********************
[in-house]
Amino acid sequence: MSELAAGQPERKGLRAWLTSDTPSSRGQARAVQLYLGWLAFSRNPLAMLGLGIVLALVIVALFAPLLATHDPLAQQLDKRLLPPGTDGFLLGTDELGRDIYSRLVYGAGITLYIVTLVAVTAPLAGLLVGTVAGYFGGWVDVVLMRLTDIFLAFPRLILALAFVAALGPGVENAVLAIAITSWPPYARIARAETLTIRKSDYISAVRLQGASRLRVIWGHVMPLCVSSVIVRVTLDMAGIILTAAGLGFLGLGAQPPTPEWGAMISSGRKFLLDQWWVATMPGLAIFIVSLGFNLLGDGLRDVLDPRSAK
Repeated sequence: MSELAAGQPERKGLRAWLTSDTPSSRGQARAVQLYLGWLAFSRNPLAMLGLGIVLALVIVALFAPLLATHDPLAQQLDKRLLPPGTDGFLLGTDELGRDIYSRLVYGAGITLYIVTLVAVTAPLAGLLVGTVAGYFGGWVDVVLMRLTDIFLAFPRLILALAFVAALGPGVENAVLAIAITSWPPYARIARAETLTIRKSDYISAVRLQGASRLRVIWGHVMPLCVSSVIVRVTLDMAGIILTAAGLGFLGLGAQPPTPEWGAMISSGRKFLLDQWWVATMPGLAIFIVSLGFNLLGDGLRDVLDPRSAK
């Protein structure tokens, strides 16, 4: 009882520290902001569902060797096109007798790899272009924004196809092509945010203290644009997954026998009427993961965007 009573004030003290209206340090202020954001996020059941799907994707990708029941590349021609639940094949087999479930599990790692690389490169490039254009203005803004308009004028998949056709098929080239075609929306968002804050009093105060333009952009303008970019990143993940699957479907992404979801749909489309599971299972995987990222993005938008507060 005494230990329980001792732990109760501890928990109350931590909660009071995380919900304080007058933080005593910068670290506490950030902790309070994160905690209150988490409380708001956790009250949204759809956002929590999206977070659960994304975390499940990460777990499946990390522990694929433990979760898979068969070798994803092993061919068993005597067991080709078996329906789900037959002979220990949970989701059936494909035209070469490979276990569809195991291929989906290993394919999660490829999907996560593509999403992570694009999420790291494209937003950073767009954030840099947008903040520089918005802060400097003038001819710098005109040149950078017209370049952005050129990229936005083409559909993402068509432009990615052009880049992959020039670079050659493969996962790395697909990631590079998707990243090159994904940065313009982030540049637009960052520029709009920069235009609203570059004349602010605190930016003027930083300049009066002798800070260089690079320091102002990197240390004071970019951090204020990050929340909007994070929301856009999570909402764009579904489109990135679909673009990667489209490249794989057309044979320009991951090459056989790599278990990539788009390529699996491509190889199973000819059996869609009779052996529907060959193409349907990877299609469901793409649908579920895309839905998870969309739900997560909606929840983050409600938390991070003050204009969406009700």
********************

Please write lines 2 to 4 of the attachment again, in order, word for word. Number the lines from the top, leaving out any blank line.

Amino acid sequence: MSELAAGQPERKGLRAWLTSDTPSSRGQARAVQLYLGWLAFSRNPLAMLGLGIVLALVIVALFAPLLATHDPLAQQLDKRLLPPGTDGFLLGTDELGRDIYSRLVYGAGITLYIVTLVAVTAPLAGLLVGTVAGYFGGWVDVVLMRLTDIFLAFPRLILALAFVAALGPGVENAVLAIAITSWPPYARIARAETLTIRKSDYISAVRLQGASRLRVIWGHVMPLCVSSVIVRVTLDMAGIILTAAGLGFLGLGAQPPTPEWGAMISSGRKFLLDQWWVATMPGLAIFIVSLGFNLLGDGLRDVLDPRSAK
Repeated sequence: MSELAAGQPERKGLRAWLTSDTPSSRGQARAVQLYLGWLAFSRNPLAMLGLGIVLALVIVALFAPLLATHDPLAQQLDKRLLPPGTDGFLLGTDELGRDIYSRLVYGAGITLYIVTLVAVTAPLAGLLVGTVAGYFGGWVDVVLMRLTDIFLAFPRLILALAFVAALGPGVENAVLAIAITSWPPYARIARAETLTIRKSDYISAVRLQGASRLRVIWGHVMPLCVSSVIVRVTLDMAGIILTAAGLGFLGLGAQPPTPEWGAMISSGRKFLLDQWWVATMPGLAIFIVSLGFNLLGDGLRDVLDPRSAK
């Protein structure tokens, strides 16, 4: 009882520290902001569902060797096109007798790899272009924004196809092509945010203290644009997954026998009427993961965007 009573004030003290209206340090202020954001996020059941799907994707990708029941590349021609639940094949087999479930599990790692690389490169490039254009203005803004308009004028998949056709098929080239075609929306968002804050009093105060333009952009303008970019990143993940699957479907992404979801749909489309599971299972995987990222993005938008507060 005494230990329980001792732990109760501890928990109350931590909660009071995380919900304080007058933080005593910068670290506490950030902790309070994160905690209150988490409380708001956790009250949204759809956002929590999206977070659960994304975390499940990460777990499946990390522990694929433990979760898979068969070798994803092993061919068993005597067991080709078996329906789900037959002979220990949970989701059936494909035209070469490979276990569809195991291929989906290993394919999660490829999907996560593509999403992570694009999420790291494209937003950073767009954030840099947008903040520089918005802060400097003038001819710098005109040149950078017209370049952005050129990229936005083409559909993402068509432009990615052009880049992959020039670079050659493969996962790395697909990631590079998707990243090159994904940065313009982030540049637009960052520029709009920069235009609203570059004349602010605190930016003027930083300049009066002798800070260089690079320091102002990197240390004071970019951090204020990050929340909007994070929301856009999570909402764009579904489109990135679909673009990667489209490249794989057309044979320009991951090459056989790599278990990539788009390529699996491509190889199973000819059996869609009779052996529907060959193409349907990877299609469901793409649908579920895309839905998870969309739900997560909606929840983050409600938390991070003050204009969406009700």